It's a startling statistic: The California monarch butterfly population has dropped 86 percent since last year. This was the information provided last month by the Xerces Society, a science-based organization focusing on the conservation, protection and restoration of invertebrate habitats. During the society's annual Western Monarch Thanksgiving count, it was reported there were only 28,429 monarchs in the state.
The count, which was completed in November 2018, had approximately 100 volunteers counting monarchs across 213 sites throughout California. Although some of the loss in butterfly numbers may be attributed to massive wildfires throughout the state last year and climate change affecting the world, the truth is that the monarch butterfly population has been steadily declining since the 1990s.
"In the '90s, a lot of scientists and lovers of monarchs realized the numbers were down, so there has been an effort for the last 25 years to tag the monarchs, try to figure out where they're going, try to get everybody to plant milkweed and track migrations," said Palo Alto Garden Club Conservation member Eleanor Laney, who is one of the leaders of the garden club's Monarch Butterfly Project. The project encourages residents to create butterfly-friendly gardens. Last year, the project successfully released 100 monarchs, which may not seem like a lot, but Laney said that butterfly eggs are "considered caviar" to other insects and only one of every 100 eggs completes its growth cycle to become a butterfly.
Another person doing her part to protect monarch populations is landscape designer Rebecca Schoenenberger, who owns California Nativescapes. As a UC master gardener, Schoenenberger said that there's still much to learn about the monarch butterfly population, and although scientists are still studying this much-loved insect, the decline in population is alarming.
"There are a lot of things we don't know about monarchs," she said. "What we do know is that population counts have dropped dramatically over the last couple of years. There's not really specific evidence pointing to any single factor. It's probably multiple factors as to why that's happening, including pesticide use and habitat loss and destruction. Only certain habitats are protected and there are only a handful of those in California."
There also has been a slight surge in recent years of homeowners installing non-insect-friendly landscapes, which eliminates a food source for monarch butterflies. Another problem, Laney said, is the use of pesticides, particularly those with glyphosate, which kills milkweed plants.
"The problem now is the only thing that the monarch will lay her eggs on is milkweed," said Laney. "If there's no milkweed, there are no monarchs."
To increase the amount of milkweed in people's yards, the Monarch Butterfly Project encourages Palo Alto Garden Club members and their neighbors to plant native milkweed (as opposed to the tropical type) in their gardens in an effort to create a birthing center for monarchs, who die after laying their eggs, and a food source for caterpillars after they hatch.
Both Schoenenberger and Laney are adamant about the need to plant the right kind of milkweed, the native form, rather than non-native strains found in some nurseries, which are toxic to monarchs.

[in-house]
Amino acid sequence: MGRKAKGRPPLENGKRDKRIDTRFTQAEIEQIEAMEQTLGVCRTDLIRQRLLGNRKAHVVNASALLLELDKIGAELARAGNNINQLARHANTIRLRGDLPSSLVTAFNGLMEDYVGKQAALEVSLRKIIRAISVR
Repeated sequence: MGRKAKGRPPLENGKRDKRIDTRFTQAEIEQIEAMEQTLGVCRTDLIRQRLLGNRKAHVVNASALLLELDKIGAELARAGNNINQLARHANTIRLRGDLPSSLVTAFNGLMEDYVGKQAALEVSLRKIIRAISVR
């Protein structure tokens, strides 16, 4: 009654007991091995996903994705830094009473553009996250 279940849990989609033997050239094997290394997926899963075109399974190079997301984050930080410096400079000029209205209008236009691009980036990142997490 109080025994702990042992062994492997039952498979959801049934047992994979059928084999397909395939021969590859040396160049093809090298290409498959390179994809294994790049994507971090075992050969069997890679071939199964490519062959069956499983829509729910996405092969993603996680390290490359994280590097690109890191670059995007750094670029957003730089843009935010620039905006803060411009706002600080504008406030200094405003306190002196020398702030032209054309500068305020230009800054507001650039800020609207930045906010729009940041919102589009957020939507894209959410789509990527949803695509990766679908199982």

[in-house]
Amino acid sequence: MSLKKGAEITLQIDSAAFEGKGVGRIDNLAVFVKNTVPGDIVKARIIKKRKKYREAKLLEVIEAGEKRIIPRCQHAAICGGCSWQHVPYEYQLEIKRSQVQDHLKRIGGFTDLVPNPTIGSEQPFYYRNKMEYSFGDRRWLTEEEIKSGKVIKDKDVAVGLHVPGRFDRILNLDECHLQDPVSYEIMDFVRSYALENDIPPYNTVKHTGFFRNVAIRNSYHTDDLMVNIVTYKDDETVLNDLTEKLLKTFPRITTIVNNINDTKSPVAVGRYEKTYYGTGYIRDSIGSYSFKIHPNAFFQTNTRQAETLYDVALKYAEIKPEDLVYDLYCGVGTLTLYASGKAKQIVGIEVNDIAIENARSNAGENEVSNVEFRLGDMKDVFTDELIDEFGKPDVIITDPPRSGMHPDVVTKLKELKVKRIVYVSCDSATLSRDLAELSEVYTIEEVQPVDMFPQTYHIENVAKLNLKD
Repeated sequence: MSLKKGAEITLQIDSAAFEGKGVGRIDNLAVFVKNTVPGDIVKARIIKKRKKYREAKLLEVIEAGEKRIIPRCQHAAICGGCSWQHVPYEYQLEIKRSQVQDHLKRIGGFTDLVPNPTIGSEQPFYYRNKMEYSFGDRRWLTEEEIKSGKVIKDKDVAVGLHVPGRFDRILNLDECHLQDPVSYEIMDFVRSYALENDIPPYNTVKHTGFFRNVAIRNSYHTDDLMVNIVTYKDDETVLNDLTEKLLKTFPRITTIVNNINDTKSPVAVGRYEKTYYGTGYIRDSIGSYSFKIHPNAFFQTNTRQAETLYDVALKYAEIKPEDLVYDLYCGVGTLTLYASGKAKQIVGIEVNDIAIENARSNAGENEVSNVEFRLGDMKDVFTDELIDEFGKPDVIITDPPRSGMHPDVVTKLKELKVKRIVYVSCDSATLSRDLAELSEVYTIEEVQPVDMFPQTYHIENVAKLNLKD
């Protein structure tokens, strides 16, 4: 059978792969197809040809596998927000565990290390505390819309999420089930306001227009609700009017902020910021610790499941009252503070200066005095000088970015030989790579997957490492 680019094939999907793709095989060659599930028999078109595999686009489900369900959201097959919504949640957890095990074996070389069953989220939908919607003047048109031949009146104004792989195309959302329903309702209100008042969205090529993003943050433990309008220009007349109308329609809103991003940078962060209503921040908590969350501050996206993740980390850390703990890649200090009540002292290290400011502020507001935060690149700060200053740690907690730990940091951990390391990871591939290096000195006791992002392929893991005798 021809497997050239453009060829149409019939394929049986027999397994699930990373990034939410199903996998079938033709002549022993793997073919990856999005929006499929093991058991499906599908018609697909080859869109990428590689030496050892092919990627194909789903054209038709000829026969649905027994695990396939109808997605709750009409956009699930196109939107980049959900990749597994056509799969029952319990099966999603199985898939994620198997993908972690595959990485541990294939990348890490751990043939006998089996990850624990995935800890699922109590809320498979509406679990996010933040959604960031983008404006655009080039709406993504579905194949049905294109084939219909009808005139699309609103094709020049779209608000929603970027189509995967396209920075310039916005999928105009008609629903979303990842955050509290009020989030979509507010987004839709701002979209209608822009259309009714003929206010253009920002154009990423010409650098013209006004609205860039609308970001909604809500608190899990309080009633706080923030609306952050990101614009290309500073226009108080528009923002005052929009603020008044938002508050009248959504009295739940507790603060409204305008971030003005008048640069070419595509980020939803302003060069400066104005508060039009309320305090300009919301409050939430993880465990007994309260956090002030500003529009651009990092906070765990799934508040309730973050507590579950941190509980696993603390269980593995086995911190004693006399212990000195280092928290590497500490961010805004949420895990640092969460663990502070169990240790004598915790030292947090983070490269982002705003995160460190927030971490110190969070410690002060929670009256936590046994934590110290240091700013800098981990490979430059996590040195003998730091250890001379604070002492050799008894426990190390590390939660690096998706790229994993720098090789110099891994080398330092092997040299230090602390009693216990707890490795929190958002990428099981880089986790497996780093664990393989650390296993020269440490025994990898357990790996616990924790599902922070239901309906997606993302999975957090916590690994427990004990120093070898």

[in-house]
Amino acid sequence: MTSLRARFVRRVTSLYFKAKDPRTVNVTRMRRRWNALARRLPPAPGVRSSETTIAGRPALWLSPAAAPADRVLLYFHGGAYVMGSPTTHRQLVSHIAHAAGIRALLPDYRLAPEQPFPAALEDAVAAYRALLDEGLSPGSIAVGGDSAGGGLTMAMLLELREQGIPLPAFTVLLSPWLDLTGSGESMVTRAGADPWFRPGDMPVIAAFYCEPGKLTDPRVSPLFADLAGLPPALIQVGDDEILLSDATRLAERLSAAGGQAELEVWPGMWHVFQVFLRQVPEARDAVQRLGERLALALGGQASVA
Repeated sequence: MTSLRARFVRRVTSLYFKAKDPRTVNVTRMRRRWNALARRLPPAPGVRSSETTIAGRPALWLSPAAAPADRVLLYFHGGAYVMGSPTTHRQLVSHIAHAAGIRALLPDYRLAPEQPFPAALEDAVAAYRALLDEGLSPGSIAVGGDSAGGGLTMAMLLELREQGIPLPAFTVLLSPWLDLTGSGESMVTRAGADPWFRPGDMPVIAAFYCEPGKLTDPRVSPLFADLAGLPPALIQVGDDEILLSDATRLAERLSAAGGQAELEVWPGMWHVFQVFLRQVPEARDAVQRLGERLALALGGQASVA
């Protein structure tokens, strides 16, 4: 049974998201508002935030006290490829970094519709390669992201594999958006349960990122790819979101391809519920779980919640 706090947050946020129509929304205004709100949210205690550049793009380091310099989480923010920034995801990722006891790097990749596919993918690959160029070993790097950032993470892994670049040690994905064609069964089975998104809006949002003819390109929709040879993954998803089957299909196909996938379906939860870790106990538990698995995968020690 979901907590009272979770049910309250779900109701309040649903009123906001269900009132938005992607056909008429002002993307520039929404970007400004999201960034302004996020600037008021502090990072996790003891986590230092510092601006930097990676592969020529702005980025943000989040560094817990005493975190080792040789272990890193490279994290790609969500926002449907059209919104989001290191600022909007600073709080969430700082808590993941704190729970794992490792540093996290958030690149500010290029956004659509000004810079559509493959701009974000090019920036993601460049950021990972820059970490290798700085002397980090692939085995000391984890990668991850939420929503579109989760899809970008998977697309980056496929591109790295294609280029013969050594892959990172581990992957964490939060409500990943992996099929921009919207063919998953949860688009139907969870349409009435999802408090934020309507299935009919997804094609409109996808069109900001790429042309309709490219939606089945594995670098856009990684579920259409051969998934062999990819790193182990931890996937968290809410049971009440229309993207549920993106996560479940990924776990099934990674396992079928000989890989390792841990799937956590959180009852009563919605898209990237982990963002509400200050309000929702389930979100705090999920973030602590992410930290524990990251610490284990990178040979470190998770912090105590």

"A big problem is the tropical milkweed," said Schoenenberger. "It's usually what's available at the nursery and often from Mexico. It doesn't go dormant in the winter and will build up a parasite that is deadly to monarchs. It's like junk food or drugs. It builds up with this parasite and the parasite hosts inside the monarch when it's a larvae. It prevents the monarch from growing."
Laney said the tropical milkweed has pretty orange and yellow flowers.
"People love it," she said. "And, the monarchs love it" even though its not good for them.
Laney encourages those who want to plant tropical milkweed to cut it back throughout the winter.
"That way you have cut off all of the potentially infected leaves," she said.
Another important part of a butterfly-friendly landscape are nectar plants, which provide food and energy when monarchs emerge from their cocoons and prepare to continue on their journey north. Ideally, these plants also will be California natives.
"A garden that supports monarchs has nectar plants and native milkweed plants and a couple of types of milkweed," said Laney.
"Milkweed is a nursery plant for the monarch," said Schoenenberger. "It provides food for the caterpillars, and flowers provide food for the butterflies. The numbers are telling us we're at a critical point with the monarchs and our numbers are telling us that we have to do something."
Melissa McKenzie is a freelance writer for the Weekly. She can be emailed at firstname.lastname@example.org
Five ways to attract butterflies to your garden
1 Select your native milkweed. According to the Xerces Society, California native milkweeds include California milkweed (asclepias californica), purple milkweed/heartleaf milkweed (asclepias cordifolia), woollypod milkweed/Indian milkweed (asclepias eriocarpa), narrow-leaved milkweed (asclepias fascicularis), showy milkweed (asclepias speciosa)
2 Plant your milkweed, which is drought tolerant and requires minimal care, in the sun and near nectar plants. Laney believes a minimalist butterfly nursery should contain a minimum of three native milkweed plants and two pollinating plants.
3 When choosing your nectar, Laney recommends the following plants: verbena, clarkia, yarrow, tithonia, California buckwheat and woolly sunflower. Schoenenberger said she keeps zinnias and dahlias in her summer garden because they're big, bright flowers for butterflies to land on.
4 Get your neighbors to plant butterfly-friendly habitat plants to give migrating monarchs more options.
5 Do not use any pesticides, as even organic pesticides can be fatal to butterfly colonies.